8. B Bell & Stephen Nickell, 1996. "Would Cutting Payroll Taxes on the Unskilled Have a Significant Effect on Unemployment?," CEP Discussion Papers dp0276, Centre for Economic Performance, LSE.
  9. Nielsen, Soren Bo & Sorensen, Peter Birch, 1997. "On the optimality of the Nordic system of dual income taxation," Journal of Public Economics, Elsevier, vol. 63(3), pages 311-329, February.
  10. Agell, Jonas & Lommerud, Kjell Erik, 1997. "Minimum wages and the incentives for skill formation," Journal of Public Economics, Elsevier, vol. 64(1), pages 25-40, April.
  11. Sorensen, Peter Birch, 1999. "Optimal tax progressivity in imperfect labour markets," Labour Economics, Elsevier, vol. 6(3), pages 435-452, September.
  12. Fuest, Clemens & Huber, Bernd, 2000. "Is tax progression really good for employment? A model with endogenous hours of work," Labour Economics, Elsevier, vol. 7(1), pages 79-93, January.
Full references (including those not matched with items on IDEAS)

Citations

Citations are extracted by the CitEc Project, subscribe to its RSS feed for this item.
as in new window

Cited by:
  1. Hungerbuhler, Mathias, 2007. "Tax progression and training in a matching framework," Labour Economics, Elsevier, vol. 14(2), pages 185-200, April.
  2. Boeters, Stefan, 2011. "Optimal tax progressivity in unionised labour markets: What are the driving forces?," Economic Modelling, Elsevier, vol. 28(5), pages 2282-2295, September.
  3. Bohringer, Christoph & Boeters, Stefan & Feil, Michael, 2005. "Taxation and unemployment: an applied general equilibrium approach," Economic Modelling, Elsevier, vol. 22(1), pages 81-108, January.
  4. Boeters, Stefan & Böhringer, Christoph & Feil, Michael, 2002. "Taxation and unemployment: an applied general equilibrium approach for Germany," ZEW Discussion Papers 02-39, ZEW - Zentrum für Europäische Wirtschaftsforschung / Center for European Economic Research.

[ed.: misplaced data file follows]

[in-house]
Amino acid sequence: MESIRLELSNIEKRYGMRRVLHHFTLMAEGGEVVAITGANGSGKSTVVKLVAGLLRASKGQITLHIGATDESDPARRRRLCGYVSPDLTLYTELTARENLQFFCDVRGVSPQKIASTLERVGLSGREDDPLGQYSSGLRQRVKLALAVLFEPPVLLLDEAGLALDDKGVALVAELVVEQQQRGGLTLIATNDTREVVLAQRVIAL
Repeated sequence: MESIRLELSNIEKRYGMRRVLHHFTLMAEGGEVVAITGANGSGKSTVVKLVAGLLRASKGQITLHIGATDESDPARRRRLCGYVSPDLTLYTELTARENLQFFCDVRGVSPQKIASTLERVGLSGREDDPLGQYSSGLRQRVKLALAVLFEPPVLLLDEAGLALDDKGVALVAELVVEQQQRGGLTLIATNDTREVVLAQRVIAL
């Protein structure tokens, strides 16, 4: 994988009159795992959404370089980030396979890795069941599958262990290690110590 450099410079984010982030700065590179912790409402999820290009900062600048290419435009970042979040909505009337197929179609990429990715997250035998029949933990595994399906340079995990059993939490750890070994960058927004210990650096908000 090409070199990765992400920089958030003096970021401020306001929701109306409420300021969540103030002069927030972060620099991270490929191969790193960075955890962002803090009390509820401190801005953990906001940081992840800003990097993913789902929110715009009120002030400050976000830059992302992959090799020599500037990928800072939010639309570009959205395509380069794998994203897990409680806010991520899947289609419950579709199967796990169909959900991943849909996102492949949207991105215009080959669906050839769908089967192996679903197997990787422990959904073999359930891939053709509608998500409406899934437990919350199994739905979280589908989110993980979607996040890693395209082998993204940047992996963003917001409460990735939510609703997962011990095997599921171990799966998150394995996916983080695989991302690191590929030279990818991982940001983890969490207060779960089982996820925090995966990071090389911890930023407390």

5. van Ewijk, Casper & Tang, Paul J.G., 2007. "Unions, progressive taxes, and education subsidies," European Journal of Political Economy, Elsevier, vol. 23(4), pages 1119-1139, December.
  6. Wöhlbier, Florian, 2002. "Subsidising Education with Unionised Labour Markets," Discussion Papers in Economics 7, University of Munich, Department of Economics.

Lists

This item is not listed on Wikipedia, on a reading list or among the top items on IDEAS.

Statistics

Access and download statistics

Corrections

When requesting a correction, please mention this item's handle: RePEc:kud:epruwp:98-03. See general information about how to correct material in RePEc.

For technical questions regarding this item, or to correct its authors, title, abstract, bibliographic or download information, contact: (Thomas Hoffmann).

If you have authored this item and are not yet registered with RePEc, we encourage you to do it here. This allows to link your profile to this item. It also allows you to accept potential citations to this item that we are uncertain about.

If references are entirely missing, you can add them using this form.

If the full references list an item that is present in RePEc, but the system did not link to it, you can help with this form.

If you know of missing items citing this one, you can help us creating those links by adding the relevant references in the same way as above, for each refering item. If you are a registered author of this item, you may also want to check the "citations" tab in your profile, as there may be some citations waiting for confirmation.

Please note that corrections may take a couple of weeks to filter through the various RePEc services.